THIS is a time of huge challenges for Scotland, and for Britain as a whole. The economy, rising unemployment, the threat of climate change and still a society that is too unfair and too unequal. It is time for a fresh start in Britain; time to turn away from the old mistakes of the past and try a different approach. The same old swinging pendulum of red-blue, blue-red politics in Westminster has been allowed to fail for far too long.
Labour's time is up. They didn't deliver what they promised, and now they've run out of ideas and out of steam. The Conservatives are just waiting their turn, so arrogant they think they deserve to be in power without even telling us what they stand for. And the SNP is irrelevant in UK politics – they aren't interested in getting a better deal for Scotland at Westminster, only in destructive politics to break up the UK. It's the Liberal Democrats who have the record, the strength and the vision to change politics for good, shifting power back to where it belongs – with the people.
It's liberals who invented the state pension and the NHS, liberals who were first to campaign to protect the environment and liberals who first put concern for human rights into our foreign affairs. The Liberal Democrats are a pioneering party – the party of Charles Kennedy and Ming Campbell, who stood up against jeers and derision to campaign against the illegal invasion of Iraq. We led calls for a Scottish Parliament while Labour and the Nationalists stalled, pushing for practical, workable devolution for Scotland. And we've pioneered policies for radical tax reform that would put 700 in the pocket of almost every working man and woman, paid for by taxing the very wealthy and polluters more.
That's what the Liberal Democrat conference is going to be all about this week: setting out why we offer the country a better future because we're different from the old establishment parties, and more ready than we've ever been to lead change in Britain. We are being honest about what we can deliver and what we stand for so that people know what they can expect from the Liberal Democrats: a fair society, a new, stable, green economy, and a politics free of corruption in which power is shifted to the people.
The next government has big challenges on its plate. The economic crisis has put huge strain on public finances. Based on the government's own figures we will borrow 175 billion this year alone – that is 5,550 every second. With national debt rocketing it is impossible to be sure what the next government will and will not be able to afford. The only thing that is certain is that when money is tight political parties have to make tough choices about how to spend what little there is. Because balancing the books mustn't be just an accountancy test – this process must be driven by our values or it could destroy our precious public services. We need austerity, yes, but it must be austerity for the purpose of delivering a better society.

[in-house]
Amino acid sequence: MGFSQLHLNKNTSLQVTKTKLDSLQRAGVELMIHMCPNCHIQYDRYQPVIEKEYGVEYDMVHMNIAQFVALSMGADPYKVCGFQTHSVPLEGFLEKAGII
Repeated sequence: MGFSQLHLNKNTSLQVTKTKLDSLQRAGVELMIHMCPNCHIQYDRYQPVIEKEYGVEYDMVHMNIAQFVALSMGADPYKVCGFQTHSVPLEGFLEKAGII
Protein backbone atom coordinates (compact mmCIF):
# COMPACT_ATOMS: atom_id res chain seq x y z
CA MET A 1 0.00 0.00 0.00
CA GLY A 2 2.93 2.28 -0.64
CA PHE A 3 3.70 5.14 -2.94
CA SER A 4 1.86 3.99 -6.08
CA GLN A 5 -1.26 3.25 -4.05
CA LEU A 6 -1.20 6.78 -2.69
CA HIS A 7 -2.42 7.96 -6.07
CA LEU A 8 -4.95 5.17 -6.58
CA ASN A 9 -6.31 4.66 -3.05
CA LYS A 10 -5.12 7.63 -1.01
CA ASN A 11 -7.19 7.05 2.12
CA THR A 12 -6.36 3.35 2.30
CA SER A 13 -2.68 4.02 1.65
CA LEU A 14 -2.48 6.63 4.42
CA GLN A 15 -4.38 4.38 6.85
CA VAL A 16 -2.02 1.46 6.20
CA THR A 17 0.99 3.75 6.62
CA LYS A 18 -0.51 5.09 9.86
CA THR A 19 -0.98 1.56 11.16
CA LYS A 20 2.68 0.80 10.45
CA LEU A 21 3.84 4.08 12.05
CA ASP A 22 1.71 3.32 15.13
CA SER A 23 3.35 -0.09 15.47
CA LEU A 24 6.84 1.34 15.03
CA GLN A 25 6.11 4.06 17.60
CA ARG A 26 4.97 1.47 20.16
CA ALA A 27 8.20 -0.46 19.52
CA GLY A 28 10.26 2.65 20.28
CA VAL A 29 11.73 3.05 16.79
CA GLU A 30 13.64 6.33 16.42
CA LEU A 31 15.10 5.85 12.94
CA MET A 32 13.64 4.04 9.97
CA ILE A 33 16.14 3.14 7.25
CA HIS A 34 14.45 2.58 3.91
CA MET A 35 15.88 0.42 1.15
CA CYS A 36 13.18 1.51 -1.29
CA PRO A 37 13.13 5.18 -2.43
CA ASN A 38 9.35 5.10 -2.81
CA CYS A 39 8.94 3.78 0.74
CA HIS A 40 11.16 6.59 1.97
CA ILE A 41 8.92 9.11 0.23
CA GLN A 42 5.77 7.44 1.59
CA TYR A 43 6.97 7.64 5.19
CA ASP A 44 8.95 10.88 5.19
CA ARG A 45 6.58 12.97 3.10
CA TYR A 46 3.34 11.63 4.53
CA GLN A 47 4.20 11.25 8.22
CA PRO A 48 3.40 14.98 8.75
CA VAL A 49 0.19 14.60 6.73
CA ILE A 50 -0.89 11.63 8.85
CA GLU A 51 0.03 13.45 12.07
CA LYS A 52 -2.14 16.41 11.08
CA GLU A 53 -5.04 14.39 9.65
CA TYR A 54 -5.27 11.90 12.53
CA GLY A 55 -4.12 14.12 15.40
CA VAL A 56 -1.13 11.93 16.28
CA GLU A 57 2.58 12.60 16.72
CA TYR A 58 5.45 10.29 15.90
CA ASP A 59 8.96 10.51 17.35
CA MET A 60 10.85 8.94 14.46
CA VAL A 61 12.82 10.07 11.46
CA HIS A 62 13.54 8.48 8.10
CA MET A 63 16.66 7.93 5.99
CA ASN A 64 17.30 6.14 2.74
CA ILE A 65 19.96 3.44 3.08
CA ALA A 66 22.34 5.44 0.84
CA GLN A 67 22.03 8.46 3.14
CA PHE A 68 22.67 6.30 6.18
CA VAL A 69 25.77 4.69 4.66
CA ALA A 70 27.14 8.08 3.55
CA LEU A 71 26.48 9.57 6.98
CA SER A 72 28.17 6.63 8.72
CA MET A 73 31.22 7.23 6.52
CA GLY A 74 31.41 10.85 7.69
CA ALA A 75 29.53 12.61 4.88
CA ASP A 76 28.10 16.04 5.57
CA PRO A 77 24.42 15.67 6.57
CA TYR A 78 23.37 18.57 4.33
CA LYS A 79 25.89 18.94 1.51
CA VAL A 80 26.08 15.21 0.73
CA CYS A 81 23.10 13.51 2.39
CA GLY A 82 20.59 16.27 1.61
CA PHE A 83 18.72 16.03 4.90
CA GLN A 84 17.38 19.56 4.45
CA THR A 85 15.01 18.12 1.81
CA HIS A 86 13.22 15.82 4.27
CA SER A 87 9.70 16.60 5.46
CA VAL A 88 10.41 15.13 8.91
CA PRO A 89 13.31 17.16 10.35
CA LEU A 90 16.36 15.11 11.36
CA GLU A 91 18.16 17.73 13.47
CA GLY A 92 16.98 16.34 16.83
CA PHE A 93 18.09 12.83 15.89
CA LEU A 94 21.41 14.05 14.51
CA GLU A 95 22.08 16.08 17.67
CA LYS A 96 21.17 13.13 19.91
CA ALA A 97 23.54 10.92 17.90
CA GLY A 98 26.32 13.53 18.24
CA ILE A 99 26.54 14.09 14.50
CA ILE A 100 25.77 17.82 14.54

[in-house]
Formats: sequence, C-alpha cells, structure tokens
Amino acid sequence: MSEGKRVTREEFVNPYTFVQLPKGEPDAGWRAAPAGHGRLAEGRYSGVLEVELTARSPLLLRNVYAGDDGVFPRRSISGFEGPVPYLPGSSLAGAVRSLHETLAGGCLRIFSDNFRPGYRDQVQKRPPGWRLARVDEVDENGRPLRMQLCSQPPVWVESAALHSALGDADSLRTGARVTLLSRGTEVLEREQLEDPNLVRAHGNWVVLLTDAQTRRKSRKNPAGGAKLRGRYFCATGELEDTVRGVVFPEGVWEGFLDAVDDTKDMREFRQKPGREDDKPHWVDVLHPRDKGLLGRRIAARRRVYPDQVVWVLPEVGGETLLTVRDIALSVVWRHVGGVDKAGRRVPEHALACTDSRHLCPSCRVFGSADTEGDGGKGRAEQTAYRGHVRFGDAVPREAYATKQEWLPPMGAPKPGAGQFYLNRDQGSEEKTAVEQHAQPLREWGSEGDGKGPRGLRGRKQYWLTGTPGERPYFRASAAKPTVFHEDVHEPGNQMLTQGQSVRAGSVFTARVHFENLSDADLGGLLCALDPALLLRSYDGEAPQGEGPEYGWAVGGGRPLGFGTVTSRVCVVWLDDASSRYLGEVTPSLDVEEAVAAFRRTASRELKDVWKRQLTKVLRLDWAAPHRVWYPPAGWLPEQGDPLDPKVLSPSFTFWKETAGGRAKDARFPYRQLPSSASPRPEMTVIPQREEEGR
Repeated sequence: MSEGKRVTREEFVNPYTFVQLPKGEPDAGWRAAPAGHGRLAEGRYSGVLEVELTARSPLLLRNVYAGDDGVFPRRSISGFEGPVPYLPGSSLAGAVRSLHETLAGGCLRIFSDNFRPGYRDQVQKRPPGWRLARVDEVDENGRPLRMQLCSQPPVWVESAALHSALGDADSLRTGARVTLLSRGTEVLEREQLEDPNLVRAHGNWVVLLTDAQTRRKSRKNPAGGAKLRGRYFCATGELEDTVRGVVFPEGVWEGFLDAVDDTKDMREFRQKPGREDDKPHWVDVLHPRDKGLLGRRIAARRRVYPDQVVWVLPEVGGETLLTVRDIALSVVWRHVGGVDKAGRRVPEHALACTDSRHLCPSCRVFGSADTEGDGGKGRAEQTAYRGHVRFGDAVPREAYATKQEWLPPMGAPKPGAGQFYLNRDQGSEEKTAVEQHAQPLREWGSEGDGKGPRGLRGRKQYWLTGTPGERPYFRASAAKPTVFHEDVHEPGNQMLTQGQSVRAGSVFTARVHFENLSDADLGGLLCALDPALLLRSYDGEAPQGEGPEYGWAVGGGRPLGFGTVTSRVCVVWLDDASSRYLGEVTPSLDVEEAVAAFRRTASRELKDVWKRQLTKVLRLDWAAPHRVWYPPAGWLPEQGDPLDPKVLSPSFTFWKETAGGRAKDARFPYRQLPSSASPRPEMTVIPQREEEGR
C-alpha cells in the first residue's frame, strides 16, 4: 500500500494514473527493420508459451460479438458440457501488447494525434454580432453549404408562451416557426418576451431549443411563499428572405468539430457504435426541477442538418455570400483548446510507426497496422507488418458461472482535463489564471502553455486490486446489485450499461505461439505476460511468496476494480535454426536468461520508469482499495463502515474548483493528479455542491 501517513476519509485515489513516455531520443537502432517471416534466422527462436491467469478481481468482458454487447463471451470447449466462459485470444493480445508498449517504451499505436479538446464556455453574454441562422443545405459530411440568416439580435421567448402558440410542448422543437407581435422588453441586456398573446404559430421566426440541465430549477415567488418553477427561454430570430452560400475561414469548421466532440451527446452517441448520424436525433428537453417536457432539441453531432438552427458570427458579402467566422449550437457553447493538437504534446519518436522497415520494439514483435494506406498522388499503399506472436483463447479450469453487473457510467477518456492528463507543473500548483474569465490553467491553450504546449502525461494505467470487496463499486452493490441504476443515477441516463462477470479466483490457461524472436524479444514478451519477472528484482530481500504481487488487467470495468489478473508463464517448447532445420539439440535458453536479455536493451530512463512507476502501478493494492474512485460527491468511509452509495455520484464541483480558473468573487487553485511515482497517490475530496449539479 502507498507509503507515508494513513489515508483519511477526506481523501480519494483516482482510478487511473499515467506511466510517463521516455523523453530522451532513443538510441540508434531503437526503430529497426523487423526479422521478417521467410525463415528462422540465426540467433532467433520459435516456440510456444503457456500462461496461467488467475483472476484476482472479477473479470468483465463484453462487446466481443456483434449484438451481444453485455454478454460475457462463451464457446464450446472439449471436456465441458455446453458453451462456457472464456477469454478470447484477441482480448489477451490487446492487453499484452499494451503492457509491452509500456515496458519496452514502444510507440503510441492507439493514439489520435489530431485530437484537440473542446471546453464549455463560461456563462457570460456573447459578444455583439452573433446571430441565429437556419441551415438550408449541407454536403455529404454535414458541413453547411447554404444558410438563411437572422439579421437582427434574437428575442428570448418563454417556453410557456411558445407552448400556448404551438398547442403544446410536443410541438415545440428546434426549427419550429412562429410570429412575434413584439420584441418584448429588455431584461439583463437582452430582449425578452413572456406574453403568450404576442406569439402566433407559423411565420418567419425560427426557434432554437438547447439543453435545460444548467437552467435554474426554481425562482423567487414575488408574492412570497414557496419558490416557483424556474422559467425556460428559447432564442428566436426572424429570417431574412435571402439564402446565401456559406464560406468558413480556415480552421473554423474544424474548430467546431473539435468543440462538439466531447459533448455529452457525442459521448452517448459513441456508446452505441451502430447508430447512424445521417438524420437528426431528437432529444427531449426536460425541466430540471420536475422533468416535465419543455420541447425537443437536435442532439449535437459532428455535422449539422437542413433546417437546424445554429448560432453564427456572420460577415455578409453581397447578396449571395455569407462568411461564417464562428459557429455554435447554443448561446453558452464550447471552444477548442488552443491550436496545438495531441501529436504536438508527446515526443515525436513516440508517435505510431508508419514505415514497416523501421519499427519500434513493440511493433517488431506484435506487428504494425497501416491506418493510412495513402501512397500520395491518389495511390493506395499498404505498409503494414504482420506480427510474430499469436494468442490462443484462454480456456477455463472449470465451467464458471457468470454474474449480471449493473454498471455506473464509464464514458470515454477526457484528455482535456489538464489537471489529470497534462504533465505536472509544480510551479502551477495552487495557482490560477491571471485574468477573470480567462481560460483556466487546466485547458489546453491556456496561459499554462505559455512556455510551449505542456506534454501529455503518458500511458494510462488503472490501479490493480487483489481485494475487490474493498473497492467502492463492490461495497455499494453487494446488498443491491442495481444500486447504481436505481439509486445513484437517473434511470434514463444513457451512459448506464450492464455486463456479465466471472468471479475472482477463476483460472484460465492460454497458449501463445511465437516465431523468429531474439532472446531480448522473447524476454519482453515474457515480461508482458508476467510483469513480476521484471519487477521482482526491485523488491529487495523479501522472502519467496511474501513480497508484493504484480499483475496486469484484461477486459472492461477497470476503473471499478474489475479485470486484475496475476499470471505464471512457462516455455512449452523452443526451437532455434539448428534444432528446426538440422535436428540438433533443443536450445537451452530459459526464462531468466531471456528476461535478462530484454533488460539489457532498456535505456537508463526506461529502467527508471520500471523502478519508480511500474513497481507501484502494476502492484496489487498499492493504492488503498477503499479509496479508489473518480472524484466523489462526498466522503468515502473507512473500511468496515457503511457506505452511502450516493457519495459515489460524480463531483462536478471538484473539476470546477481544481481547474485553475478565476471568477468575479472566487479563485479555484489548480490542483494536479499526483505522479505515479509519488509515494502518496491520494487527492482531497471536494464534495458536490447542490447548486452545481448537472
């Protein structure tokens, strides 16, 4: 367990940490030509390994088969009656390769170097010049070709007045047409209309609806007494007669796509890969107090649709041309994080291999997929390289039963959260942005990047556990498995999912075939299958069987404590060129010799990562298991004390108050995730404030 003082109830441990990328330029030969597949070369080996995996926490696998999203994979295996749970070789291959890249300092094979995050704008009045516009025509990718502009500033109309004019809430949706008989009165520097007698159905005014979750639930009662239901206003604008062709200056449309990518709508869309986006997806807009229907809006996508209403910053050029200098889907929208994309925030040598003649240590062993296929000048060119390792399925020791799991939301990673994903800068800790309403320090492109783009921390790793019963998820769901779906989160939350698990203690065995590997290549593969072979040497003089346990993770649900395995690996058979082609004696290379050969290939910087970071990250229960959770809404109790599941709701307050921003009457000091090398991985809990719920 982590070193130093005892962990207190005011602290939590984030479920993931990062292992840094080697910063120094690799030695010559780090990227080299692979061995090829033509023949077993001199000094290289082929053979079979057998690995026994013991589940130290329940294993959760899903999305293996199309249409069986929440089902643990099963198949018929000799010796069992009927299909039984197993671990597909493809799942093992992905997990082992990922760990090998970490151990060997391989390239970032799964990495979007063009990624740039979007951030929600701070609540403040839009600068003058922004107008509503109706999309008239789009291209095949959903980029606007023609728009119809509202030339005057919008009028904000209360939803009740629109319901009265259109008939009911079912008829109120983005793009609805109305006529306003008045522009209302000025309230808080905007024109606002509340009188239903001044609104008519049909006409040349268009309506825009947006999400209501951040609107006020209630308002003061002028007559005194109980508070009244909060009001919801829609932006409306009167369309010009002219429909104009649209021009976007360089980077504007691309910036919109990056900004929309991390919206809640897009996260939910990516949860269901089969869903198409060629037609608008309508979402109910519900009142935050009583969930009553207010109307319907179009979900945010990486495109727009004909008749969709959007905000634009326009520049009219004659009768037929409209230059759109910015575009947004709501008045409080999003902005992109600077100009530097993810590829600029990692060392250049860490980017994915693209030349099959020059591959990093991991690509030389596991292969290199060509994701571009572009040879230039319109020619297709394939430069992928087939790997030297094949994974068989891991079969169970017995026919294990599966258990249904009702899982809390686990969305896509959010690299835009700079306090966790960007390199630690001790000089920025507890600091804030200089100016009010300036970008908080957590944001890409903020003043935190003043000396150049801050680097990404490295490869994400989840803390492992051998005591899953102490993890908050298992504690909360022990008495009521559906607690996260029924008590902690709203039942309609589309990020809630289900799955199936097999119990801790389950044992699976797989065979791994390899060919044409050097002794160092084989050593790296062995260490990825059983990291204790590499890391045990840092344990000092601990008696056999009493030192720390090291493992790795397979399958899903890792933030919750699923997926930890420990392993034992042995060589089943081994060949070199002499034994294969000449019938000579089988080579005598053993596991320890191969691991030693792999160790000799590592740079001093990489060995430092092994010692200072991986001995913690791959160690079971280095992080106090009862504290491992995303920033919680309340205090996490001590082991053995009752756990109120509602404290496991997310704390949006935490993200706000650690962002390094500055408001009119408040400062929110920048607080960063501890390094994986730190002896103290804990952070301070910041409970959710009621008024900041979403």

That's why at this conference, the Liberal Democrats are adopting a strict spending rule. Where we have identified a need for new spending – to create jobs, improve education or keep people safe, for example – we will identify a cut we can make elsewhere to find the money, so that spending doesn't increase overall.
That's how we can make sure our aspirations for a better future will be deliverable even in these tough times. We can save money by slimming down the bureaucracy, databases and agencies of Labour's centralised command-and-control state, by scrapping the hugely expensive like-for-like replacement of Trident that we no longer need, and by reducing the cost of public sector pensions for the highly paid. By having the courage to take these big, long-term decisions, we will be able to free up resources to protect front-line services, and invest in improvements like extra police or creating new green jobs.
Our first priority has got to be a new sustainable economy. We want to put Britain back to work and fight climate change by investing in green economic growth. By focusing growth on renewable energy, affordable homes and green infrastructure we could create thousands of new jobs. Plus we need a totally new approach to banking. A crucial part of that is splitting up high-risk casino banking from high street lending and current accounts – to make sure ordinary people's savings aren't put at risk. As we re-privatise the banks, we need to break them up, creating a diverse, competitive banking industry that has a much bigger place for small, local and regional banks with their roots in the communities they serve. As part of this process, I believe we could and should try to give the Bank of Scotland back its independence rather than letting it be permanently lost in the leviathan of the Lloyds Banking Group.
Under the Liberal Democrats, Scotland would be a different, better place. We'd have a fair society, a stronger economy and a different political system where everyone's voice counted. So if you want things to be different, really different, then choose the party that is different – the Liberal Democrats. There is hope for a different future, a different way of doing things in Britain, if we're brave enough to make a fresh start.